Chevron in Ecuador

The archive of the Clean Up Ecuador campaign website

Shareholders Challenge Chevron Management Over $18 Billion Ecuador Liability

Financial Times Newsletter Describes Chevron Board As "Nearly Invisible"

Amazon Defense Coalition

Amazon Defense Coalition
22 February 2012 - FOR IMMEDIATE RELEASE
Contact: Karen Hinton at +1.703.798.3109

New York, NY – A highly-respected newsletter distributed to corporate directors has described Chevron's Board as "nearly invisible" when dealing with the risks stemming from company's $18 billion environmental judgment in Ecuador.

Tony Chapelle of Agenda Week – which is published by the London-based Financial Times – wrote: "The consequences for Chevron [of the Ecuador judgment] could be grave.... Pressure from investors is intensifying for the board to get a better handle on risk oversight, and some are suggesting that the company has not been forthcoming with disclosure about potential losses from the Ecuador case."

Chapelle reported that a number of large Chevron shareholders believe the board "just doesn’t get" the devastating impact the contamination has had upon the indigenous peoples of Ecuador, who first filed their claims more than 18 years ago in U.S. federal court. Chevron had the case shifted to Ecuador in 2002, promising the U.S. court to pay any adverse judgment subject only to narrow enforcement defenses.

In February 2011, an Ecuador trial court found Chevron liable for deliberately dumping billions of gallons of toxic waste into Amazon waterways in Ecuador that local inhabitants rely on for drinking water. Evidence demonstrated that the dumping decimated indigenous groups, caused an outbreak of cancer, and poisoned an area the size of Rhode Island. A summary of the case can be seen in this 15-minute video available here.

Chevron operated in Ecuador from 1964 to 1992 under the Texaco brand.

In the newsletter, Chapelle pointed out that Chevron comptroller Rex Mitchell last year submitted a sworn affidavit to a U.S. federal court predicting that the company would suffer "irreparable damage" if the Ecuador judgment were to be enforced against Chevron assets.

But Chapelle concluded that the company has continued to downplay the risk to shareholders, writing that ten days after the Mitchell affidavit was submitted "the risk factors section in the company’s annual report said there was no way of estimating losses from the case, and its 10-K did not mention potential irreparable harm." This contradiction also was pointed out last year in a report by the analysts Sanford Lewis and Simon Billenness.

Chevron has refused to pay the $18 billion judgment and has stripped its holdings from Ecuador, forcing the rainforest communities to explore lawful collection assets in the many countries around the world where the oil giant operates.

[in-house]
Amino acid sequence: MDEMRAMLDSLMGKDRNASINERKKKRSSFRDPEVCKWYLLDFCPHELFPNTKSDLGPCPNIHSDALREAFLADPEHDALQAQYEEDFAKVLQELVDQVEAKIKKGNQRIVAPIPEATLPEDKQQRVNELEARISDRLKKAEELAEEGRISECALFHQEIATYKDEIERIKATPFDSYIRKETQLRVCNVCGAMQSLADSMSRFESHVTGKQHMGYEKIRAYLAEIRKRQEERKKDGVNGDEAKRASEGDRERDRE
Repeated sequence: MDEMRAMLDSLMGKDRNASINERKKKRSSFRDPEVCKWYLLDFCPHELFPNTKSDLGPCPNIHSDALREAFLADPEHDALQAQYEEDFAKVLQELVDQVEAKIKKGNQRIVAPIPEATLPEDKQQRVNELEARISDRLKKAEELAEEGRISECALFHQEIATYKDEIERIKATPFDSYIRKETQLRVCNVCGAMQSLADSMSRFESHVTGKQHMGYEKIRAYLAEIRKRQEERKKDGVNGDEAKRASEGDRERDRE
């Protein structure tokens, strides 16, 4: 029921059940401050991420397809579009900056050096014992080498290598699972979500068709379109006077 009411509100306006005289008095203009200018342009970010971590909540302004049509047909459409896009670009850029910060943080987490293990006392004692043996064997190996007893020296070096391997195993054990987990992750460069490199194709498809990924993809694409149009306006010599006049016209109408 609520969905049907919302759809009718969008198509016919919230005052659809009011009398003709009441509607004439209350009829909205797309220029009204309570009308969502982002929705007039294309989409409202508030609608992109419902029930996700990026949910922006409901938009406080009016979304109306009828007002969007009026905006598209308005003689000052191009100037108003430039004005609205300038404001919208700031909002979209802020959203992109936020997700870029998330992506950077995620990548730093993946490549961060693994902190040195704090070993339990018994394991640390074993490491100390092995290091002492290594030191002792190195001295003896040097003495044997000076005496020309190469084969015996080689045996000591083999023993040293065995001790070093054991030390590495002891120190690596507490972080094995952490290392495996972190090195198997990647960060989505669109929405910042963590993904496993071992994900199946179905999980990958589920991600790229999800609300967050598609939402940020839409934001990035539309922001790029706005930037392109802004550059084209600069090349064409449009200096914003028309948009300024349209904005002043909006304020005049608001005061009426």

Quoting Arthur Miller, one of the nation's leading jurists and a former professor at Harvard Law School, Chapelle asked whether the Chevron Board should take a "higher profile" in the case.

Miller said: "...the Ecuador situation may well be an example of a case that obliges the board to be proactive. It has enormous scale, and the public policy issues concerning human life and environmental damage are very, very serious."

At least 25 pension funds with a combined $300 billion in assets under management have asked Chevron to explore a resolution of the legal case although there is no indication that the rainforest communities are open to a settlement now that they have won their judgment. In a recent letter, several funds – including one from the International Brotherhood of Teamsters – accused Chevron of exercising "poor judgment" in its management of the Ecuador litigation. See here and here.

Some of the funds have called on Chevron's Board to appoint a new director with experience in environmental risk liability. Chapelle reported: "They say such an expert might have steered the company away from the Texaco deal."

The article also draws parallels between the way Chevron has handled the environmental disaster in Ecuador, and BP’s handling of the 2010 oil spill in the Gulf of Mexico.

Chapelle wrote: " the wake of that incident, which had an even larger price tag, (the) BP chairman ... met with President Barack Obama and promised to make the affected residents whole. Also, within months, the BP board removed CEO Tony Hayward, whose successor promptly made safety oversight a factor in executive bonuses. By contrast, the Chevron board has been nearly invisible."

Chevron's CEO John Watson was heavily involved in what was clearly an inadequate vetting of the Ecuador liability when the oil giant purchased Texaco in 2001, said Karen Hinton, a spokesperson for the rainforest communities. As a result, Watson is trying to "sweep the Ecuador problem under the rug" by not fully disclosing the risks to shareholders in public filings as required by law, Hinton said.

"Watson appears to have a serious and growing conflict with his own shareholders over the Ecuador liability," she said.